Once we allow companies to become this powerful, the FCC does not regulate them. They regulate the FCC.
Time is running out to stop this deal. I hope the American people will take notice and stand with me to demand that the FCC change course, vote down the order, and reverse the disturbing trend of media consolidation.”
You may think it is already too late to put the genie back in the bottle, but things can always get worse, so if you can, please write the commissioners and be sure and use the talking point, “public interest.”
Chairman Julius Genachowski: Julius.Genachowski@fcc.gov
Commissioner Michael J. Copps: Michael.Copps@fcc.gov
Commissioner Robert McDowell: Robert.McDowell@fcc.gov
Commissioner Mignon Clyburn: Mignon.Clyburn@fcc.gov
Commissioner Meredith Attwell Baker: Meredith.Baker@fcc.gov
Previous media reform posts on Blog for Iowa
Is Conservative Talk Being Rammed Down Iowans' Throats?
BFIA & Fallon Forum Take On Right Wing Talk Radio In Iowa
Conservative Talk Radio in Iowa – How Much Is Too Much?
Are Iowans Being Brainwashed By Fox News?
in the Age of Consolidated Media
Our Message Out: Fighting Fire with FM (and Net Neutrality)
Great Surprise – The Telecommunications Act of 1996
Plane Facts About Media: What I Learned While in Flight
Brief History of Media Consolidation
on the Media in Iowa
GOP Has Reason To Fear Fairness Doctrine
Conservative Pundits Fear Return of Fairness Doctrine
Help Restore Balance on the Public Airwaves – Bring Back the Fairness Doctrine
GOP Tries To Censor Free Speech While Pretending They Are For It
Harkin v. King on The Fairness Doctrine
FCC Nominees to Consider Ownership, Diversity; Say No To Fairness Doctrine
'Shock Jocks' on the Radio Airwaves in Iowa
A Step In The Correct Direction For Talk Radio In Iowa
Who owns your local radio station?
Radio Stations in Iowa
Iowa Broadcasters Association
The Public and Broadcasting: How to Get the Most Service from Your Local Station
The Structural Imbalance of Political Talk Radio
Study: Localism Key to Correcting Conservative Talk Radio Imbalance
Pew Research on Health Care Reform Validates Need for Media Reform
MUST READ: Grassley letter to Genachowski on the Fairness Doctrine
Prometheus Radio Project
GOP And Right Wing Media Create Confusion For Seniors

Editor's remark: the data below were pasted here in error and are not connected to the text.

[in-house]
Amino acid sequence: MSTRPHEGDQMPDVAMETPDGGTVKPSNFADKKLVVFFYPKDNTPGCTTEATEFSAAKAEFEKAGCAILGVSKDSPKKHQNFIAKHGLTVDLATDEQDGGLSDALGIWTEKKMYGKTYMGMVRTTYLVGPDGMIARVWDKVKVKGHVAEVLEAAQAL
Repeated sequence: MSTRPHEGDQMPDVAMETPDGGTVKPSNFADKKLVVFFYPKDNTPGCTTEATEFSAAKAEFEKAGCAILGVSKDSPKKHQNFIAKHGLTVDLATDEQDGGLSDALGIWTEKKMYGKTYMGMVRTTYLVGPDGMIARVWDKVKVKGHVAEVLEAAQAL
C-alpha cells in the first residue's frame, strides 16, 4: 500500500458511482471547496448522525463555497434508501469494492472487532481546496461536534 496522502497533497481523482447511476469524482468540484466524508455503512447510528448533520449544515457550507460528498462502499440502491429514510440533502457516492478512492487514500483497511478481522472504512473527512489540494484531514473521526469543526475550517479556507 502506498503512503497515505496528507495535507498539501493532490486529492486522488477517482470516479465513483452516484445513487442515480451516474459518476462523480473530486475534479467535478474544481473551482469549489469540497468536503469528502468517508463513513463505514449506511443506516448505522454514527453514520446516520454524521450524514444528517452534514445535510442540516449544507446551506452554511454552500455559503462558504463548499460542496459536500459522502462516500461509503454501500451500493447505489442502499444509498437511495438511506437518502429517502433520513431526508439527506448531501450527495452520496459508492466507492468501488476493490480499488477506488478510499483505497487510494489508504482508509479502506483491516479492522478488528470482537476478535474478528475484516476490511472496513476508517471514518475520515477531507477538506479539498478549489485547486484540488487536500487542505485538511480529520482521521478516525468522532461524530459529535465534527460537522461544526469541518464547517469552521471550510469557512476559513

by Dave Bradley
As with most people I had encounters with relatives I do not see much of over Christmas. As sometimes happens, I was taken aside for a political type exchange. Sometimes people try to convert me. Sometimes they have a question that they dare not bring up among friends. This was the latter.
This time it was a concern about Medicare. Seems that birthday #65 will be coming this year and there will be the opportunity for Medicare. But there was concern. After all the lies and crap concerning any kind government involvement in health care, he was concerned that Medicare would be just horrible.
We discussed it. I assured him he would be fine, that he already knew lots and lots of folks on Medicare and they were all fine. His fears for the moment were eased.
But I will bet they will return. With Fox acting as basically the lead propaganda machine for the right and the takeover of the House and many state governorships and legislatures you can bet the fear will be sown on a very fertile field. My relative stated he could not trust the government. I replied that what good some in government try to do, others are destroying, thus causing his anxiety.
So now after 30 years of assault on good government programs, and especially the past 10 years, many good citizens are so confused they simply do not know which way to turn. And they can’t cut through the crap because they hear or see mostly one side.
Yesterday as I passed a news box I saw a headline that “Medicaid (in Iowa) Has Severe Shortfall” or something very similar. Does it? Or is it a manufactured crisis that can be used to cut benefits? Our home grown Republicans have learned well from their national counterparts. Create a crisis, have the press give it wall to wall coverage, use it to cut or implement programs that “fix” the problem.
Where else do we see this today? Well, let us take Social Security for example. First Republicans created a crisis by cutting taxes for the rich and starting two unending wars. They also added a dash of unfunded mandates such as the Medicare drug program or the No Child Left Behind. This drained the treasury.